Architect of Change: The Legacy of Frederik Willem de Klerk

OV Digital Desk

Frederik Willem de Klerk (18 March 1936 – 11 November 2021) was a South African politician, who served as the country’s State President from 1989 to 1994.

Life and Career

He was born on 18 March 1936, in Johannesburg, South Africa. He received his early education at the Monument High School in Krugersdorp, a town in the province of Gauteng, South Africa. He went on to study at the Potchefstroom University for Christian Higher Education, where he received a Bachelor of Arts degree in 1958 and a Bachelor of Law degree in 1959.

De Klerk later obtained a Master of Law degree from the University of Potchefstroom in 1963. He continued his studies at the International University in Hamburg, Germany, where he earned a diploma in comparative law in 1969. During his time in Germany, de Klerk also studied at the Paulskirche Institute in Frankfurt, where he was exposed to ideas of democracy and liberalism.

He joined the National Party in 1969 and was elected to parliament in 1972. He held a number of cabinet positions, including Minister of Mines and Energy, Minister of Internal Affairs, and Minister of National Education. In 1989, he was elected as State President of South Africa, succeeding P.W. Botha. He immediately began to implement reforms that led to the dismantling of the apartheid system. In 1990, he ordered the release of Nelson Mandela from prison after 27 years of incarceration.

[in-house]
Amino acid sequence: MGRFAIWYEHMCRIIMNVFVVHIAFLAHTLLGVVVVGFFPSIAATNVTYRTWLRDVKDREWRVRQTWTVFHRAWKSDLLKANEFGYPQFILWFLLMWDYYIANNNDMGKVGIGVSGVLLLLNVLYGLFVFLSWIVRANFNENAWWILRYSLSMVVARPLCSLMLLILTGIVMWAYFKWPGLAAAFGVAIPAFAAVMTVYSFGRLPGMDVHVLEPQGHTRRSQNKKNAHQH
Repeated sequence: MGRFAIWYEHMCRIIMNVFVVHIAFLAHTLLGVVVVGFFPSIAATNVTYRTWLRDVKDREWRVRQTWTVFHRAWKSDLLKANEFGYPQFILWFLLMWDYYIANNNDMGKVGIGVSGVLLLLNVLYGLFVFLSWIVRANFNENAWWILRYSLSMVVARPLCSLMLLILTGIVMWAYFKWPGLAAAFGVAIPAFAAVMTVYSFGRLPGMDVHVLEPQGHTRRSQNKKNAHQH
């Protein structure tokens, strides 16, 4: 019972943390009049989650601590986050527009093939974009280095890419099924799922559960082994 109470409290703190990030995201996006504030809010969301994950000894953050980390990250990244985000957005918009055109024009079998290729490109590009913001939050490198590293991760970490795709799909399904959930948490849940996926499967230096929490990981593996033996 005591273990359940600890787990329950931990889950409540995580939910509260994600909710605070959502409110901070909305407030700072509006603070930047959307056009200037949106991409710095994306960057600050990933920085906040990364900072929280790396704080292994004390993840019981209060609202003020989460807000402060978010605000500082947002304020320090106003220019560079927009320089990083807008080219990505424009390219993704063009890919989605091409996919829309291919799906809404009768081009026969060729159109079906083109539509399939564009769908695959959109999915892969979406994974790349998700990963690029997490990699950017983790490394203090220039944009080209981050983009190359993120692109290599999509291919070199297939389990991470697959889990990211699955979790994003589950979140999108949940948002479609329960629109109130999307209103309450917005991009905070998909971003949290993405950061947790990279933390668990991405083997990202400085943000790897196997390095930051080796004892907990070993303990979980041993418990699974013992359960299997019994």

He also negotiated with the African National Congress (ANC) to end apartheid and establish a multi-racial democracy in South Africa. Together with Nelson Mandela, he was awarded the Nobel Peace Prize in 1993 for their efforts in this regard. After the first democratic elections in South Africa in 1994, he served as Deputy President of Mandela’s government until 1996. He retired from politics in 1997 and has since been involved in various business ventures and charitable organizations. He died on 11 November 2021 in Cape Town, Western Cape.

Award and Legacy

He was awarded the Nobel Peace Prize, which he was jointly awarded with Nelson Mandela in 1993 for their efforts in bringing an end to apartheid in South Africa and laying the foundation for a new democratic system. His role in dismantling apartheid was a significant turning point in South African history, and his efforts are widely recognized for their contribution to peace and reconciliation in the country.